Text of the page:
All indication is, in fact, that the decision to proceed with a criminal indictment, as well as that of trying the five Al Qaeda prisoners in a criminal court in NYC, rather than before a military tribunal, came from Attorney General Eric Holder. All of this raises an important question. Congressional Republicans, and some Democrats, are making it clear that they will urge Congress not to vote funds to hold a trial in New York, and yesterday, Mayor Michael Bloomberg changed his mind and officially stated that the trial, if held, should take place elsewhere and not in the city he presides over as its chief executive.
Although Bloomberg said he hoped that Holder and the President would change their minds, little indication exists that they will. This raises two important political and constitutional questions: Is the decision to try them as criminals rather than as prisoners of war legal, and are those who made this decision to be held accountable? If it is not legal, and if it was indeed Eric Holder’s decision, is this an impeachable offense?
The case for impeachment of Eric Holder has been made boldly and forcefully by a friend and colleague, the distinguished economic historian of recent America, Martin J. Sklar. He has done so in a Memo on the issue of War and the Law that he has been privately circulating. He has given me permission to summarize and quote from what I consider to be a compelling case.
Written in mid and late November, Sklar’s argument holds up even more so given recent developments. His premise is that POWs are subject to the laws of war, and not to the civil or criminal law of the detaining country or government. If they are put on trial, they may not be tried in civilian courts, but only in military tribunals in accordance with the laws of war. As we know, this is indeed the course followed by FDR during World War II. As Morris Davis, chief US Military Commission prosecutor at Guantanamo, wrote in The Wall Street Journal in November of 2009, the classification of defendants as POWs rather than criminal defendants is consistent with Geneva Convention requirements. As he explained, “Military commissions satisfy the requirements of the Geneva Conventions, which are the source of the detainees’ rights. The rights in federal courts surpass the Geneva Conventions requirements and give detainees more than their status and the law demand.”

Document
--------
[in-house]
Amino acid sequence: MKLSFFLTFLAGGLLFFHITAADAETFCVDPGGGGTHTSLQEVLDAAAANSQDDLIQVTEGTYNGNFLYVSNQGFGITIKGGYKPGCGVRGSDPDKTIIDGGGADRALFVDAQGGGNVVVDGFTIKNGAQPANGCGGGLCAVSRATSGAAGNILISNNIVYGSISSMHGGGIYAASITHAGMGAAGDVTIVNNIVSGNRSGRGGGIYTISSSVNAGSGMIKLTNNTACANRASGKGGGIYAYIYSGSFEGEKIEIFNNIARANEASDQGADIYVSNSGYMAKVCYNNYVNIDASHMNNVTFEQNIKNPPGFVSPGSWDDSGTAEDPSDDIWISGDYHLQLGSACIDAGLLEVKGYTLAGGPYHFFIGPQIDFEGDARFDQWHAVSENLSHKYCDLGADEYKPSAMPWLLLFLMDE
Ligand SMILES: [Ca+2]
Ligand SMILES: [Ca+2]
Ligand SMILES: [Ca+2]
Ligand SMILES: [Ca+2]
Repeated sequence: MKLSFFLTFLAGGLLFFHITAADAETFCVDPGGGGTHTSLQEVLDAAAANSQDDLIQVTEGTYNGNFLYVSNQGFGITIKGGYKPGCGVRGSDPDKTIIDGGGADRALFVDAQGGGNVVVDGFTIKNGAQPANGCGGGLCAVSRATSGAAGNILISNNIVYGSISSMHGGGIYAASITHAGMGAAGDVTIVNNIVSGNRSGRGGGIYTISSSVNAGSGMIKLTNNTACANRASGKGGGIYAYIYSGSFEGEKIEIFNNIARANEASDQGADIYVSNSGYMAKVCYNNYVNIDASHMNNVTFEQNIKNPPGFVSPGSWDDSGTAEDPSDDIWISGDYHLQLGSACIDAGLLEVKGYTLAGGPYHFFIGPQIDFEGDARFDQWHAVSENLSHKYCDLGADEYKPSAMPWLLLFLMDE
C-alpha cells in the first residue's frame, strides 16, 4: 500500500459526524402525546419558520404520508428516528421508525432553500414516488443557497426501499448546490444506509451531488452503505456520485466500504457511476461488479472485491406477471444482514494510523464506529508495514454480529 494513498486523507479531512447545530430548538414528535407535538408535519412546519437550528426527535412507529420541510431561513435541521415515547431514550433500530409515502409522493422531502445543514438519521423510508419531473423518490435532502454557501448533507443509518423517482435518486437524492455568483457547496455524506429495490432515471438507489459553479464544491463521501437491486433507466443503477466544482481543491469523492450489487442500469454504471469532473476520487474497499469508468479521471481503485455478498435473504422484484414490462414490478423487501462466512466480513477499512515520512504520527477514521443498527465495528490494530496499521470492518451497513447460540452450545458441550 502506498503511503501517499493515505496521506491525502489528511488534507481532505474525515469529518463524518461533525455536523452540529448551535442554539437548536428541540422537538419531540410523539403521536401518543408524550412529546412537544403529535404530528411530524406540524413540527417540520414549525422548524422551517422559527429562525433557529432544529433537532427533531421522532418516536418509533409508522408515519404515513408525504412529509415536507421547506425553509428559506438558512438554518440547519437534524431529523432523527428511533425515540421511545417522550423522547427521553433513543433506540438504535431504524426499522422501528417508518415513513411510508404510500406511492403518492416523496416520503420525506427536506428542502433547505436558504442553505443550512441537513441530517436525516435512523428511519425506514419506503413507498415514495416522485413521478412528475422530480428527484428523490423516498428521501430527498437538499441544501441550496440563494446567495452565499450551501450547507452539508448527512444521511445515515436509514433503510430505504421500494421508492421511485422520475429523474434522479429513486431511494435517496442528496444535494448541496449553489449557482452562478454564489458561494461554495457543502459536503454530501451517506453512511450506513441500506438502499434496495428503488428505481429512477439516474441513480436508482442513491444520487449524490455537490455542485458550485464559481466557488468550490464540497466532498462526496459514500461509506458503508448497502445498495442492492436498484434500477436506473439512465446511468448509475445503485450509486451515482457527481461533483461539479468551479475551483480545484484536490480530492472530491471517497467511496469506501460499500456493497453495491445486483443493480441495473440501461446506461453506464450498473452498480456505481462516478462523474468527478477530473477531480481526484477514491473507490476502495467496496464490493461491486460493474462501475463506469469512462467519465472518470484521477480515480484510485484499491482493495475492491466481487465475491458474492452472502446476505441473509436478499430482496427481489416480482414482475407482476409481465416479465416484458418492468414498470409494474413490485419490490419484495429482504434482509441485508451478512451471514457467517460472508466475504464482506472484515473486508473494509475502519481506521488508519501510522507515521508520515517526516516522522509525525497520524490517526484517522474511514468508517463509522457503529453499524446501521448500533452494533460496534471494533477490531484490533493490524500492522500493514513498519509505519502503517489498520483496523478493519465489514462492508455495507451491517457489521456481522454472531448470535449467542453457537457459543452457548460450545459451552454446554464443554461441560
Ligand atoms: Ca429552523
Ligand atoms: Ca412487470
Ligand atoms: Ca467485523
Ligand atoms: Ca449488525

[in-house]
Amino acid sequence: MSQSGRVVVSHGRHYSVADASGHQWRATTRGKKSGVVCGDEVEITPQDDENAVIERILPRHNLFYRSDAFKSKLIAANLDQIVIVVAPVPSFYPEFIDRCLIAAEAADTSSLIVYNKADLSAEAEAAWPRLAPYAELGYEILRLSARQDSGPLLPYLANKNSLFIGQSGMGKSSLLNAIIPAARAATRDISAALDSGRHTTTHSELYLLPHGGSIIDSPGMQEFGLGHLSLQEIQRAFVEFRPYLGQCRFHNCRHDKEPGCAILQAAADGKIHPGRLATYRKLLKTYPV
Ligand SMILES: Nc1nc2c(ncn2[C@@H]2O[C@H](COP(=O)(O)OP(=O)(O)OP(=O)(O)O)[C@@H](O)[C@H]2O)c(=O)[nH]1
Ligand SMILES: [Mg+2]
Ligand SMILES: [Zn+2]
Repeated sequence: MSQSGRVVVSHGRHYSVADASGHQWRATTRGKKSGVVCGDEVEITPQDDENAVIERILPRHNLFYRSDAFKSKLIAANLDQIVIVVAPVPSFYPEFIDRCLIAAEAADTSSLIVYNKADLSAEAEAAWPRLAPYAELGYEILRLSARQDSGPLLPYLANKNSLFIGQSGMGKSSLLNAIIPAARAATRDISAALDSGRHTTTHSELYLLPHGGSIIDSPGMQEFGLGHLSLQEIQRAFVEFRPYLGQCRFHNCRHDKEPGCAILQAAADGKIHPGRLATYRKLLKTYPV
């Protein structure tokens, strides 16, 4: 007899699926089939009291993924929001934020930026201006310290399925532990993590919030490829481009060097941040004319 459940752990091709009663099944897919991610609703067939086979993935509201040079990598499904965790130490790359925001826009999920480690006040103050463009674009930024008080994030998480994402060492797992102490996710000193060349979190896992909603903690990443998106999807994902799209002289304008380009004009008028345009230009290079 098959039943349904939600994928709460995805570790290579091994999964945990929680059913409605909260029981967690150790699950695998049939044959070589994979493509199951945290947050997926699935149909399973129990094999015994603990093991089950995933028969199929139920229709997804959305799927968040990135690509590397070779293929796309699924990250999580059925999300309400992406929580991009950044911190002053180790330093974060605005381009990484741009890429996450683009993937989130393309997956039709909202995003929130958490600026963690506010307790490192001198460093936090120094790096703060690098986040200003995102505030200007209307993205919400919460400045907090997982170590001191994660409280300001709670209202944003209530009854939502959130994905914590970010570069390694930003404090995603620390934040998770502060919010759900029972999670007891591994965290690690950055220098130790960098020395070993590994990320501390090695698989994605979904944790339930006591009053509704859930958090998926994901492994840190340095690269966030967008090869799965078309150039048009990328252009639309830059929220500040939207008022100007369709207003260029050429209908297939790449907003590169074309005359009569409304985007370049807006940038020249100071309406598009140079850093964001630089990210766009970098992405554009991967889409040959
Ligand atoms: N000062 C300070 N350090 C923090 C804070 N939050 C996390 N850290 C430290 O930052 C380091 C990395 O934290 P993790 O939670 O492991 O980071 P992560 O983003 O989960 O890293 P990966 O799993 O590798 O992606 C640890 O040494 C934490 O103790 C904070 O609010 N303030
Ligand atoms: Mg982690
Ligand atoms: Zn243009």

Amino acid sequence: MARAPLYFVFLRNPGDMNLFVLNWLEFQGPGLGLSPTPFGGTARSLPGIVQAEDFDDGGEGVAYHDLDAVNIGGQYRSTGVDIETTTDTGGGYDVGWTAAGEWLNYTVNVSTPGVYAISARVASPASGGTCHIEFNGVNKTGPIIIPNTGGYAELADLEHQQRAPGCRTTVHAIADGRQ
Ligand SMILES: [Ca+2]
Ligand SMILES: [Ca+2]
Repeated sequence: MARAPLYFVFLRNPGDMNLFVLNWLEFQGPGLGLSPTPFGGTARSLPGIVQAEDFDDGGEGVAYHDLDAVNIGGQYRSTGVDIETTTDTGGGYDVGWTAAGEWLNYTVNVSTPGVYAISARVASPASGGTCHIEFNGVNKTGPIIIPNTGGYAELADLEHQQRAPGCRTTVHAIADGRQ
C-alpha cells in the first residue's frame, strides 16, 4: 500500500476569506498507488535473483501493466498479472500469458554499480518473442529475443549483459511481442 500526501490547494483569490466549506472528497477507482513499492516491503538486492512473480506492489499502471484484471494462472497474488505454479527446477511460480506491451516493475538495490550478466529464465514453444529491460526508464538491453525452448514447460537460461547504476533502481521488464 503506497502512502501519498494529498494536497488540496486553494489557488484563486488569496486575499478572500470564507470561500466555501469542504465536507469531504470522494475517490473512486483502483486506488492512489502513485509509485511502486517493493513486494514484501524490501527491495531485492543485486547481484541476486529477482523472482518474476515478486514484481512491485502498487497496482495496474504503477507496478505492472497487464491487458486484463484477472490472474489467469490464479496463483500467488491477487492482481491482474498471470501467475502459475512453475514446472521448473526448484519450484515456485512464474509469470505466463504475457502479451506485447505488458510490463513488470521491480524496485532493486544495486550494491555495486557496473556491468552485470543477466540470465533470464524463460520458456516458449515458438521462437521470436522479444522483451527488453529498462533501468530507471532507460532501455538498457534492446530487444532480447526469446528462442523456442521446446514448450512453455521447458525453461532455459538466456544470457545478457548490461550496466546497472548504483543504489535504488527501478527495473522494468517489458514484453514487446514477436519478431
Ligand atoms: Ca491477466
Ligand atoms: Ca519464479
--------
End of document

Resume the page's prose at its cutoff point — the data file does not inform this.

First, Sklar argues that neither the President nor the Attorney General has given any adequate reason why the five Al Qaeda defendants are any different than those who are going to be tried in tribunals. Moreover, the claim of both that civilian juries will find them guilty, so there is nothing to worry about, is of course prejudicial in itself and makes a mockery of any civilian trial, in which defendants are considered innocent until proven guilty. Of course, we already know in advance that they were guilty. As Sklar concludes on this issue, the statements of both Holder and President Obama “compromise the integrity of the judicial procedure, and may place it in a disruptive jeopardy.”